Stanford APBI Trial

Radiation Approaches Overview

All forms of accelerated, partial breast irradiation (APBI) deliver radiation within a five day period to a  focused part of the breast.

Intraoperative radiotherapy (IORT) delivers a single dose of radiation to the breast tissue around the lumpectomy cavity during surgery. With this approach, a lead plate is placed beneath the breast tissue to protect the underlying muscle, ribs, heart, and lung, while the skin is moved out of the way of the radiation beam. No additional treatments are given after surgery.

Intracavitary radiotherapy is delivered via a balloon catheter (MammoSite (TM) that is placed in the lumpectomy cavity. The balloon catheter is placed either at the time of surgery under direct vision or after surgery using ultrasound guidance. Radiation is delivered on an outpatient basis twice a day for five days by placing a radioactive seed temporarily into the catheter.  The catheter is removed in the office after the last treatment.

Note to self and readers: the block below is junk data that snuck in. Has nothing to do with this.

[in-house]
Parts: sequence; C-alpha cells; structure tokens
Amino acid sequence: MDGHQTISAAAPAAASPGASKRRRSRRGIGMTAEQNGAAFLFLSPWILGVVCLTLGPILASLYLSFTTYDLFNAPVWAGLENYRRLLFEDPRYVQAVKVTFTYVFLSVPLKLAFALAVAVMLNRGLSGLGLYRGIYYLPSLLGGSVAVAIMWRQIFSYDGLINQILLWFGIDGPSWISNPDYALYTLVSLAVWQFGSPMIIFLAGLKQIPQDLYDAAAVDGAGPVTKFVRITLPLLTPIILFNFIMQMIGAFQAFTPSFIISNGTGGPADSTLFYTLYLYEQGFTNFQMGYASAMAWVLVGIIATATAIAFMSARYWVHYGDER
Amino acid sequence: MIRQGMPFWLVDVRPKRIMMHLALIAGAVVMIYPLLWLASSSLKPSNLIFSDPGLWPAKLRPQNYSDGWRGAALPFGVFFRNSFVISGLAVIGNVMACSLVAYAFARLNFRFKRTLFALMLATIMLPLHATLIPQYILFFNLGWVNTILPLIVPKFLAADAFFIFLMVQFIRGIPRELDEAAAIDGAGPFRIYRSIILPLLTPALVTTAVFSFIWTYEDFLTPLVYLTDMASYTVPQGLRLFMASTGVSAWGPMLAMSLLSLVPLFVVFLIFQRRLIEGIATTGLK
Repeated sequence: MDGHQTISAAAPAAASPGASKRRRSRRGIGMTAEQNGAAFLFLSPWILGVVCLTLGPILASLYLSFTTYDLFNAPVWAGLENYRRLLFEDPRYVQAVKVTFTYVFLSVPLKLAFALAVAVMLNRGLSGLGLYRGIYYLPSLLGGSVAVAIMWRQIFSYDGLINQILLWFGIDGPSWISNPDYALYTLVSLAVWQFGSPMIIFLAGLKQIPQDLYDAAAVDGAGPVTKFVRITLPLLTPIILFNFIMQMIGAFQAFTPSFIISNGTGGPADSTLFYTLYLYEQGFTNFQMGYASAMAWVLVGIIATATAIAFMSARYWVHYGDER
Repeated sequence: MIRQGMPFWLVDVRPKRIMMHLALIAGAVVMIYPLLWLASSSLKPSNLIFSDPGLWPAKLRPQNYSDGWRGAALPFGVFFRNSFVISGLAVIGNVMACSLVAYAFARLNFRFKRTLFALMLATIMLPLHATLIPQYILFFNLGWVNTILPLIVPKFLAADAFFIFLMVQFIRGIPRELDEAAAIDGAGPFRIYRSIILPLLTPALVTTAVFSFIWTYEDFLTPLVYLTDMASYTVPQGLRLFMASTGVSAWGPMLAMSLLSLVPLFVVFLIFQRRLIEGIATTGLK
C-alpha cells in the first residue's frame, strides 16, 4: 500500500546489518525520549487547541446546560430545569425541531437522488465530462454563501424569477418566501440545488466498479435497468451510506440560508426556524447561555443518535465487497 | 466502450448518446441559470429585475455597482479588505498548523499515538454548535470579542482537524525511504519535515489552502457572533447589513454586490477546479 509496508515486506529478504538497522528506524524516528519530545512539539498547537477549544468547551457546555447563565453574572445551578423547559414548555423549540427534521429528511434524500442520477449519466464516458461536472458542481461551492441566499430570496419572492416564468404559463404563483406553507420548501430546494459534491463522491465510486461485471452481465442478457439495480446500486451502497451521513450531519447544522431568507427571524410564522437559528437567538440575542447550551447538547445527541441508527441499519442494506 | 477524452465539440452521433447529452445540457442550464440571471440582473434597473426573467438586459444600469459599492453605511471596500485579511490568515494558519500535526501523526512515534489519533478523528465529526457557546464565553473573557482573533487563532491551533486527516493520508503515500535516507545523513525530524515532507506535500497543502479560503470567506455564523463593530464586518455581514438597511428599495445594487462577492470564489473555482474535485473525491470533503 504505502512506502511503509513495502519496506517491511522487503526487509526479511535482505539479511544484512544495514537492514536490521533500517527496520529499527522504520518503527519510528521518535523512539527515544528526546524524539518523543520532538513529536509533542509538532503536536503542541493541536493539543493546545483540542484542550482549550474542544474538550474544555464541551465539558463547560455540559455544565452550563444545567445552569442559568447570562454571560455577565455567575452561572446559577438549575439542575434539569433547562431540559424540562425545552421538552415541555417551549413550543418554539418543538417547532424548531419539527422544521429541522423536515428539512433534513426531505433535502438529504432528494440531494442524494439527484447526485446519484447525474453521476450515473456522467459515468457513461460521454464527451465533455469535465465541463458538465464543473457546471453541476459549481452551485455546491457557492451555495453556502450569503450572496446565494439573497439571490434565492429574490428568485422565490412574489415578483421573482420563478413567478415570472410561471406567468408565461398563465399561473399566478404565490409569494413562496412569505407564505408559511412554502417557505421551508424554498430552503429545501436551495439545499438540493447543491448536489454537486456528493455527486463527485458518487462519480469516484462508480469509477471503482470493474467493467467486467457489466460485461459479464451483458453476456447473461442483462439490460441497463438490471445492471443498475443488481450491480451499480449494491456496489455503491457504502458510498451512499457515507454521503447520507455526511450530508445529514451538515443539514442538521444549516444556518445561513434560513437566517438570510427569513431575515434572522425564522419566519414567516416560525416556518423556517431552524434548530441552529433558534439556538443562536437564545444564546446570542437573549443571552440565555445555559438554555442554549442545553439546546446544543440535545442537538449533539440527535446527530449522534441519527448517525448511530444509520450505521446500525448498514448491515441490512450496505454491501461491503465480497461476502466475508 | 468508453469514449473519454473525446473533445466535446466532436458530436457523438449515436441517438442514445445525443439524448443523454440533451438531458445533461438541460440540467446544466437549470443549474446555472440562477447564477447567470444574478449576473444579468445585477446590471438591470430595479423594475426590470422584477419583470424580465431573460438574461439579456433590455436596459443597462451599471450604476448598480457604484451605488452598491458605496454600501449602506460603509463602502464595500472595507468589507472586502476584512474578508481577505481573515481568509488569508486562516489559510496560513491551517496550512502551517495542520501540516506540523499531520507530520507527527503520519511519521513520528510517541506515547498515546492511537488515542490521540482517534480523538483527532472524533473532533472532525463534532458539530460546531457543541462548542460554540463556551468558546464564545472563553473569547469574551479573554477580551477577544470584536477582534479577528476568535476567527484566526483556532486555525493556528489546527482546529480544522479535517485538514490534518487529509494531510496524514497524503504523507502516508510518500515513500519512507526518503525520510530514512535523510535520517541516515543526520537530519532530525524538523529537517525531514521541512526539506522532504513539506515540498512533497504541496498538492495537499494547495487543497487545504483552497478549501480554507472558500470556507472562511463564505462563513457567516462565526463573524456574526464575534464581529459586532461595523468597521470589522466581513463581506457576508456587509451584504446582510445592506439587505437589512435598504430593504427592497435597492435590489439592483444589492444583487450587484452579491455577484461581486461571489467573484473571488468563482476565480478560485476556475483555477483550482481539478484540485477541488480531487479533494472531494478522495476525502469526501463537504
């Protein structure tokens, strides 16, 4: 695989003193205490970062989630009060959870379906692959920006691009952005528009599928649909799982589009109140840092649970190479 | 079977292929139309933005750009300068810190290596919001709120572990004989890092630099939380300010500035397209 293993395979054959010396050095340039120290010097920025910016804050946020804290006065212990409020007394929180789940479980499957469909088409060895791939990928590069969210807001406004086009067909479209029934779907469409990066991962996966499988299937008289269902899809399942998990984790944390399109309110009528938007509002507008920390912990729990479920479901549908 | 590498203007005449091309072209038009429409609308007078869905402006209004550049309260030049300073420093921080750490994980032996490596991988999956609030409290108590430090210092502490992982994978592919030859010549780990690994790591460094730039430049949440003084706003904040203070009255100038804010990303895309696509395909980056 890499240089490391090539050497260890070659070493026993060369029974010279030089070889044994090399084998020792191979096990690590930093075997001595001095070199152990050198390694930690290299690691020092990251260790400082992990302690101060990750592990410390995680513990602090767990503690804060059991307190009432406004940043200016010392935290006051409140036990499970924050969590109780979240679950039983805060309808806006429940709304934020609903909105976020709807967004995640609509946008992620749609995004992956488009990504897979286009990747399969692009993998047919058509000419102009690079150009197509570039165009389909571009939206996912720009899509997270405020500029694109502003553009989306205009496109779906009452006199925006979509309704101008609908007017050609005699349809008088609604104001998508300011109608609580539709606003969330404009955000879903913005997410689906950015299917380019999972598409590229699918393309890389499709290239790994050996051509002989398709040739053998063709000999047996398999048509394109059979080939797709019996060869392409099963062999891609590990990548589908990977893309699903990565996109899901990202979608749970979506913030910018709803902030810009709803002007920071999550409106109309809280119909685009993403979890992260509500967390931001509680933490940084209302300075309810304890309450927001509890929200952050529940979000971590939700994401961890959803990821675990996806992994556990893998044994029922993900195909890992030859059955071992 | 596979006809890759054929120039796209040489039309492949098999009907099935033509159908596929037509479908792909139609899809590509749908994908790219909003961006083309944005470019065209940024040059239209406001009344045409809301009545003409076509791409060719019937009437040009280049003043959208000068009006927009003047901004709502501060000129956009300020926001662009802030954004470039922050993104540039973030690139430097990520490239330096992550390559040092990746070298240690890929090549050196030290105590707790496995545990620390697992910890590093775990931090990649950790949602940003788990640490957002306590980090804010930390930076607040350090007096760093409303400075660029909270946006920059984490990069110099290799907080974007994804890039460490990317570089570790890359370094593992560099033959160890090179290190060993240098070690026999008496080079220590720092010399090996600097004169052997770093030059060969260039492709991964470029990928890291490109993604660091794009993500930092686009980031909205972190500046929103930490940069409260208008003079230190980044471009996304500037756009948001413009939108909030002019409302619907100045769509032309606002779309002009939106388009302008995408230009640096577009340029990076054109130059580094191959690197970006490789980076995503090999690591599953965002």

Accelerated, external beam radiotherapy is delivered in the radiation oncology department on an outpatient basis. This treatment is given twice a day over 5 days.

One of the goals of the Stanford trial is to try to match each patient with the accerated radiation technique that appears to be the best for that patient.

 

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